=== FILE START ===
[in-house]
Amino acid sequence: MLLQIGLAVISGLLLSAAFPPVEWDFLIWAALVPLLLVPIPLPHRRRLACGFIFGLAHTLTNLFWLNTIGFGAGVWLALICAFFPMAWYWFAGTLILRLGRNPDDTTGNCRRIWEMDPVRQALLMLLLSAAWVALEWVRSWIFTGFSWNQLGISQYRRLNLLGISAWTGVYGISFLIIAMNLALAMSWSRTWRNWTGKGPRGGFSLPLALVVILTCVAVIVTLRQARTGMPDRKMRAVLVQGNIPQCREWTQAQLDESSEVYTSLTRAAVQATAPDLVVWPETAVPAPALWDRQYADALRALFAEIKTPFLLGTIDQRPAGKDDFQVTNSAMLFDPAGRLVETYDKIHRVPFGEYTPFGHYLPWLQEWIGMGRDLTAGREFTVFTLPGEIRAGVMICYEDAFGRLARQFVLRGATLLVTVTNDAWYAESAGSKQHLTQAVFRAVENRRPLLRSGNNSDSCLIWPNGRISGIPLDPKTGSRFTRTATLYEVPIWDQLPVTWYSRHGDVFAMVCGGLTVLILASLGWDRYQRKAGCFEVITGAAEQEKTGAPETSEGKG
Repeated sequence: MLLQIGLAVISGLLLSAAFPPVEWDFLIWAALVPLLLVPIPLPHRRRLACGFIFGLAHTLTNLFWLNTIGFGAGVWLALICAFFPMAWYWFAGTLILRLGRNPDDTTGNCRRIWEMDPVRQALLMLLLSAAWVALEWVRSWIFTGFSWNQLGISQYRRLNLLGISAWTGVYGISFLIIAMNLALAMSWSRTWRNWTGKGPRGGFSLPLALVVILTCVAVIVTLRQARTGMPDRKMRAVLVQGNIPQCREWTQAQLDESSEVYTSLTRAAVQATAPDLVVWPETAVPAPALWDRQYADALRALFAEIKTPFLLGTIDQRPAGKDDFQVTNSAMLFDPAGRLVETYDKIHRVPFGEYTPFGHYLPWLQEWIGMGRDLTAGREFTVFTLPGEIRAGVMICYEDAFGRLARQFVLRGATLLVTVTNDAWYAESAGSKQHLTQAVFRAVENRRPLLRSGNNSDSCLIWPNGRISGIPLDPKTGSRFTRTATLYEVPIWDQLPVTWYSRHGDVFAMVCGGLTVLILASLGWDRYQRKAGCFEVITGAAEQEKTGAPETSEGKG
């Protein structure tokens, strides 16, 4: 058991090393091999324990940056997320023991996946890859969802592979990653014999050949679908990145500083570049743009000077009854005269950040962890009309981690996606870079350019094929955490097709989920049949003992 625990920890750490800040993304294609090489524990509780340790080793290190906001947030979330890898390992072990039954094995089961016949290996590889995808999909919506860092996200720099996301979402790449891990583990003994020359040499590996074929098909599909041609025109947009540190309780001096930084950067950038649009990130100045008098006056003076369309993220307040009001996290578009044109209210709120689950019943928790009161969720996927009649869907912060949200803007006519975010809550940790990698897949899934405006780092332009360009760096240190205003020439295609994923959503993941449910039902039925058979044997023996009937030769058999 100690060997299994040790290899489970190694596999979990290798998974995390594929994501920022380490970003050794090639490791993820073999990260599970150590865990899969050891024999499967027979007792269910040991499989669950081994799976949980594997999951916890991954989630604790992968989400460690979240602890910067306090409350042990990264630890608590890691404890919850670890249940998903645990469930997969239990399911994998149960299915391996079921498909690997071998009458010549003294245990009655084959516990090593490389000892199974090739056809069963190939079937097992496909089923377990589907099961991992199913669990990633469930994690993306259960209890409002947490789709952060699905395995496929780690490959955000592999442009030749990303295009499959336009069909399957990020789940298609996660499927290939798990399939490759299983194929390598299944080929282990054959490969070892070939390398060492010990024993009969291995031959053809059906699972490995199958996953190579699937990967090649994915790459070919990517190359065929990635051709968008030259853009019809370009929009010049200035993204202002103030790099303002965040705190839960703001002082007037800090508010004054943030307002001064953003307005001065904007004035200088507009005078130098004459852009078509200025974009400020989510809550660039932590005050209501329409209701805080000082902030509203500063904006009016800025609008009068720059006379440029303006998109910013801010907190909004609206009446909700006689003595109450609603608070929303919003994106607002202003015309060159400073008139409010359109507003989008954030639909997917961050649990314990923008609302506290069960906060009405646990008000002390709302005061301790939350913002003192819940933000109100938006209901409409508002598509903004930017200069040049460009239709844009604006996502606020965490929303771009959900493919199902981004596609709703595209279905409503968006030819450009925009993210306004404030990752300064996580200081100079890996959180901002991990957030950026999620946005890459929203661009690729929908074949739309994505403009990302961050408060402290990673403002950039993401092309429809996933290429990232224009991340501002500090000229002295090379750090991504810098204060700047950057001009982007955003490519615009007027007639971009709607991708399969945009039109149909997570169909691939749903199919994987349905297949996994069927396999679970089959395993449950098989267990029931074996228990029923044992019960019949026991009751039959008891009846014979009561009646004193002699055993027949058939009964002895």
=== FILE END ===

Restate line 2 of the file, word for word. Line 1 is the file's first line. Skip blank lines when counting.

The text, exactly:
Amino acid sequence: MLLQIGLAVISGLLLSAAFPPVEWDFLIWAALVPLLLVPIPLPHRRRLACGFIFGLAHTLTNLFWLNTIGFGAGVWLALICAFFPMAWYWFAGTLILRLGRNPDDTTGNCRRIWEMDPVRQALLMLLLSAAWVALEWVRSWIFTGFSWNQLGISQYRRLNLLGISAWTGVYGISFLIIAMNLALAMSWSRTWRNWTGKGPRGGFSLPLALVVILTCVAVIVTLRQARTGMPDRKMRAVLVQGNIPQCREWTQAQLDESSEVYTSLTRAAVQATAPDLVVWPETAVPAPALWDRQYADALRALFAEIKTPFLLGTIDQRPAGKDDFQVTNSAMLFDPAGRLVETYDKIHRVPFGEYTPFGHYLPWLQEWIGMGRDLTAGREFTVFTLPGEIRAGVMICYEDAFGRLARQFVLRGATLLVTVTNDAWYAESAGSKQHLTQAVFRAVENRRPLLRSGNNSDSCLIWPNGRISGIPLDPKTGSRFTRTATLYEVPIWDQLPVTWYSRHGDVFAMVCGGLTVLILASLGWDRYQRKAGCFEVITGAAEQEKTGAPETSEGKG